I’ve been wanting to do this for years, and with this blog, I finally can. We’re going to decide history’s greatest Western artist since 1400, using the time-tested structure of the NCAA basketball tournament brackets. The field will consist of 64 artists, broken into four historical eras: Renaissance (1400 and 1500s),  Baroque (1600 and 1700s), 19th Century and Modern. Seedings are determined by me.  I’d love to get enough people to vote on the “games” to determine the results, but we’ll see. I’ll publish the seedings, with an iconic work by each artist, this week, then we’ll start the match ups next week.

Today, we’ll start with the Renaissance bracket:

1, Michelangelo (1475-1564)


2, Leonardo da Vinci (1452-1519)


3, Raphael  (1483 – 1520)


No surprises in the first three seeds; the only debate is probably the order. I went with Michelangelo because of his versatility and longevity. If this contest was to determine history’s greatest creator, Da Vinci would probably be the No. 1 seed. If Raphael lived longer, he might have moved up. (According to Vasari, Raphael succumbed at 37 after he “continued to divert himself beyond measure with the pleasures of love” and died from too much sex.)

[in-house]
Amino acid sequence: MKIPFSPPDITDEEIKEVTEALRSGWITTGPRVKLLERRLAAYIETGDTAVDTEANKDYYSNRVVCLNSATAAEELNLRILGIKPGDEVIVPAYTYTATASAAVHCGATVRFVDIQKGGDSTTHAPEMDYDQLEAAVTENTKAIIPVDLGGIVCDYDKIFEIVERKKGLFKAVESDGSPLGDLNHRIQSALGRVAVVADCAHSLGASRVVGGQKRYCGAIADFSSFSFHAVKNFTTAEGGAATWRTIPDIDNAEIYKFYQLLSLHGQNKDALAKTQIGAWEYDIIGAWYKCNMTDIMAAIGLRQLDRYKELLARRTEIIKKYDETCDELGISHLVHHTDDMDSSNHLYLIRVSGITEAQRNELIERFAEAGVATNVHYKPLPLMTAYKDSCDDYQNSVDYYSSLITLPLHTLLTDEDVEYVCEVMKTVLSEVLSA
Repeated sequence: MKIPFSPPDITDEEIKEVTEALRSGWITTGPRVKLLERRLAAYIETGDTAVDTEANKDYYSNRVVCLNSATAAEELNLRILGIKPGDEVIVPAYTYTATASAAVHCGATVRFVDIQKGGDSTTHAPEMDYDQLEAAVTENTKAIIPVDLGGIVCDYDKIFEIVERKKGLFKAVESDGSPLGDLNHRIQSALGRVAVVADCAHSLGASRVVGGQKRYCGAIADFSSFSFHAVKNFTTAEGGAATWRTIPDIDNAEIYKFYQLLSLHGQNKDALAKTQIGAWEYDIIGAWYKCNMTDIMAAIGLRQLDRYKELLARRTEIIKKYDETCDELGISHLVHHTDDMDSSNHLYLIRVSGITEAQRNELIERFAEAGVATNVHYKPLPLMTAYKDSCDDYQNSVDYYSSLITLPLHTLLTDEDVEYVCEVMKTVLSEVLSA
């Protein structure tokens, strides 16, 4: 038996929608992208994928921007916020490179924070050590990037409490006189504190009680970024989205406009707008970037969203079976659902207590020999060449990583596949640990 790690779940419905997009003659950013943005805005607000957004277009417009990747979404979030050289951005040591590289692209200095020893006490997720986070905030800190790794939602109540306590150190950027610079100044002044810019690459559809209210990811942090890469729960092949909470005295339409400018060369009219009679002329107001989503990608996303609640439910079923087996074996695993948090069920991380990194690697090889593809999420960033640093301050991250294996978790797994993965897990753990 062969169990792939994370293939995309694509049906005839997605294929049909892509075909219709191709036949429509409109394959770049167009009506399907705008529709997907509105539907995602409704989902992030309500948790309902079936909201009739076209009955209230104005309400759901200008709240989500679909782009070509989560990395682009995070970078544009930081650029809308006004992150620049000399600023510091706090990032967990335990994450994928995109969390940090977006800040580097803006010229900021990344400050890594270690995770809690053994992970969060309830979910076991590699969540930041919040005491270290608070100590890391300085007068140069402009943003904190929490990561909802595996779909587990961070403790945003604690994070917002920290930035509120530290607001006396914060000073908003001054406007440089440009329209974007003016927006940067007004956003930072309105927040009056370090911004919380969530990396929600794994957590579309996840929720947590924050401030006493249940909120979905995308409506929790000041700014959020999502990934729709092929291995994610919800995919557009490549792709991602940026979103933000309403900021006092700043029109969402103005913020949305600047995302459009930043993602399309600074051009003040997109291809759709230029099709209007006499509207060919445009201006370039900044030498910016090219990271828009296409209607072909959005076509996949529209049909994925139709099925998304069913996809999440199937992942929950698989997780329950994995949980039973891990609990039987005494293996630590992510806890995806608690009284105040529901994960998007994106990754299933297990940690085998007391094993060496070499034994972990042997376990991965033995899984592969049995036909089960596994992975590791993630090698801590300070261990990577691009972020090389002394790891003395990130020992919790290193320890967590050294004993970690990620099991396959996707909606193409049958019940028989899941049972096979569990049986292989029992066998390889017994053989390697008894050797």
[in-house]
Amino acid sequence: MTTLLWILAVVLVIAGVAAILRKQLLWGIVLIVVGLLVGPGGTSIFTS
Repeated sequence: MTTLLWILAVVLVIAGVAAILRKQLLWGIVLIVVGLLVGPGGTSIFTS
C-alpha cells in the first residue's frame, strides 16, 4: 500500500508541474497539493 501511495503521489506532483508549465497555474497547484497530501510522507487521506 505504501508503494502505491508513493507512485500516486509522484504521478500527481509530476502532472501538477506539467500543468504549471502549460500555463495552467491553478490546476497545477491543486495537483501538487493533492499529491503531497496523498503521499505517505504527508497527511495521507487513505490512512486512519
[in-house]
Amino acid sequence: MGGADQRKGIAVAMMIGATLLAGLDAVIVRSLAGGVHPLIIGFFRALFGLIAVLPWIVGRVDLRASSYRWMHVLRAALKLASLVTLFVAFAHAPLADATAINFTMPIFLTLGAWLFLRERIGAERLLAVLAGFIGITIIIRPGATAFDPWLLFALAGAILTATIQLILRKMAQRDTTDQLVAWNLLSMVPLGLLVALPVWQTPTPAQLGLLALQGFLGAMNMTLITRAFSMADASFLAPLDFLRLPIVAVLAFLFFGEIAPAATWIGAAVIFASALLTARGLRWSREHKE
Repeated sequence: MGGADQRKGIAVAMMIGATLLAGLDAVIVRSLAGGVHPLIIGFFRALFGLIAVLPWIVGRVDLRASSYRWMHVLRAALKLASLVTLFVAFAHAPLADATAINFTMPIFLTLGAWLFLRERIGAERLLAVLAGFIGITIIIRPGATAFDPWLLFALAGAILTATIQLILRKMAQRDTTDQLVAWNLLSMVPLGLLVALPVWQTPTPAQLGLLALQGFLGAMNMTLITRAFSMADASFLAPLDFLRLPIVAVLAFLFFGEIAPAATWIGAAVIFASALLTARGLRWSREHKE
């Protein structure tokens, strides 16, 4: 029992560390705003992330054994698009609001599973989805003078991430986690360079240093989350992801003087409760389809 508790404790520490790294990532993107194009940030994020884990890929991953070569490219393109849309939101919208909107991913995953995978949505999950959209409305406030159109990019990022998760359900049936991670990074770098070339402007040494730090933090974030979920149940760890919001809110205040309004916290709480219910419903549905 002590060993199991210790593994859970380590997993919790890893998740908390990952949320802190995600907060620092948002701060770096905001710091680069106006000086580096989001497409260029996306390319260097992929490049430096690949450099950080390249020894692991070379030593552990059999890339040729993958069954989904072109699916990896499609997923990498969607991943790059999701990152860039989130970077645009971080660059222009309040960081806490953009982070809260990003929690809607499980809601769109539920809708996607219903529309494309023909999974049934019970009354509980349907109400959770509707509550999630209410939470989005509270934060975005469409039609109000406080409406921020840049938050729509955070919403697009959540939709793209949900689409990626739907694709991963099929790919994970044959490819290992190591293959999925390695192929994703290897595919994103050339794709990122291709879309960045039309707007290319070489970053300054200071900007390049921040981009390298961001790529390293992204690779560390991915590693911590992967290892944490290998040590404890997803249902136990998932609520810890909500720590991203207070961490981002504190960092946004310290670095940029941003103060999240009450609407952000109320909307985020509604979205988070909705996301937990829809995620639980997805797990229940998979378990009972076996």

4, Albrecht Durer (1471 – 1528)


Durer is the first non-Italian in the bracket. Prolific and accomplished, Durer’s wood cuts were widely reproduced in his lifetime, making him an early art star.

5, Titian 1488/90 – 1576


Leader of the Venetian school, master of color and light. Titian’s birth date is unknown, which led to a public spat between British politicians David Cameron and Gordon Brown over his age at death.

6,  Sandro Botticelli 1445 – 1510


7, Hieronymous Bosch (c 1450 – 1516)


500 years later, Bosch’s work is still creepy as hell.

8,  Pieter Bruegel the Elder (1525 – 1569)


Maybe the greatest painting in the Metropolitan Museum of Art. Maybe the greatest Old Master painting in North America.

9, Andrea Mantegna (1431 – 1506)


10, Jan Van Eyck (c. 1390 – c. 1441)


11, Veronese (1528 – 1588)


12, Hans Holbein the Younger (1497- 1543)


13, Antonio da Correggio (1489 – 1534)


14, Paolo Ucello (1397 – 1475)


No one paints horses (or dragons, or anything else) like Uccello.

15, Donatello (1386 –  1466)


One of only two sculptors in the bracket.

16, Masaccio (1401 – 1428)


Another artist who would have been higher had he lived longer. Sneaks in to grab the last seed.

On the bubble: Lucas Cranaach the Elder, Giorgione, Tintoretto, Giovanni Di Paolo